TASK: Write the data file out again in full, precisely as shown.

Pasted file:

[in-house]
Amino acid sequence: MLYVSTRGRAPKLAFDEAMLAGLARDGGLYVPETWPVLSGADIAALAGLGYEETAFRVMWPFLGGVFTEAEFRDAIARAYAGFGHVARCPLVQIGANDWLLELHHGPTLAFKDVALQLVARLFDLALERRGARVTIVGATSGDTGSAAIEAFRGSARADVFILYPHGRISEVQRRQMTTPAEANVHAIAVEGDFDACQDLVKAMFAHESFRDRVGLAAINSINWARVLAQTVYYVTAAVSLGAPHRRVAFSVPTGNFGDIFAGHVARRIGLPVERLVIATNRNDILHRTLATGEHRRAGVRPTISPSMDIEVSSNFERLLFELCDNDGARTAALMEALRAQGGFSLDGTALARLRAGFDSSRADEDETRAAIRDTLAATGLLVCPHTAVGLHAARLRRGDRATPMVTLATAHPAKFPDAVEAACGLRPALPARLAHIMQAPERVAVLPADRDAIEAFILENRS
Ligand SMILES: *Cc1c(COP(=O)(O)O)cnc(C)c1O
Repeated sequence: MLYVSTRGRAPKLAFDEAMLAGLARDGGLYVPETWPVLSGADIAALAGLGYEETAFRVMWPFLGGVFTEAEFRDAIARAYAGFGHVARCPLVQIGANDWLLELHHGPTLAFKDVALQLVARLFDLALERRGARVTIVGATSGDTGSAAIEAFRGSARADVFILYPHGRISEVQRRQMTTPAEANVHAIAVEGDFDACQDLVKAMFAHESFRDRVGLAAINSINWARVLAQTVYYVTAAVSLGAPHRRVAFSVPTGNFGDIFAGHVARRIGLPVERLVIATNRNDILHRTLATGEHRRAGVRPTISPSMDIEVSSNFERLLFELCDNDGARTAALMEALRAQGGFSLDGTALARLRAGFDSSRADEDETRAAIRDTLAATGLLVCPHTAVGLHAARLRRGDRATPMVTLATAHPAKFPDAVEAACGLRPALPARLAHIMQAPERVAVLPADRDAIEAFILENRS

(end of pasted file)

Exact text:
[in-house]
Amino acid sequence: MLYVSTRGRAPKLAFDEAMLAGLARDGGLYVPETWPVLSGADIAALAGLGYEETAFRVMWPFLGGVFTEAEFRDAIARAYAGFGHVARCPLVQIGANDWLLELHHGPTLAFKDVALQLVARLFDLALERRGARVTIVGATSGDTGSAAIEAFRGSARADVFILYPHGRISEVQRRQMTTPAEANVHAIAVEGDFDACQDLVKAMFAHESFRDRVGLAAINSINWARVLAQTVYYVTAAVSLGAPHRRVAFSVPTGNFGDIFAGHVARRIGLPVERLVIATNRNDILHRTLATGEHRRAGVRPTISPSMDIEVSSNFERLLFELCDNDGARTAALMEALRAQGGFSLDGTALARLRAGFDSSRADEDETRAAIRDTLAATGLLVCPHTAVGLHAARLRRGDRATPMVTLATAHPAKFPDAVEAACGLRPALPARLAHIMQAPERVAVLPADRDAIEAFILENRS
Ligand SMILES: *Cc1c(COP(=O)(O)O)cnc(C)c1O
Repeated sequence: MLYVSTRGRAPKLAFDEAMLAGLARDGGLYVPETWPVLSGADIAALAGLGYEETAFRVMWPFLGGVFTEAEFRDAIARAYAGFGHVARCPLVQIGANDWLLELHHGPTLAFKDVALQLVARLFDLALERRGARVTIVGATSGDTGSAAIEAFRGSARADVFILYPHGRISEVQRRQMTTPAEANVHAIAVEGDFDACQDLVKAMFAHESFRDRVGLAAINSINWARVLAQTVYYVTAAVSLGAPHRRVAFSVPTGNFGDIFAGHVARRIGLPVERLVIATNRNDILHRTLATGEHRRAGVRPTISPSMDIEVSSNFERLLFELCDNDGARTAALMEALRAQGGFSLDGTALARLRAGFDSSRADEDETRAAIRDTLAATGLLVCPHTAVGLHAARLRRGDRATPMVTLATAHPAKFPDAVEAACGLRPALPARLAHIMQAPERVAVLPADRDAIEAFILENRS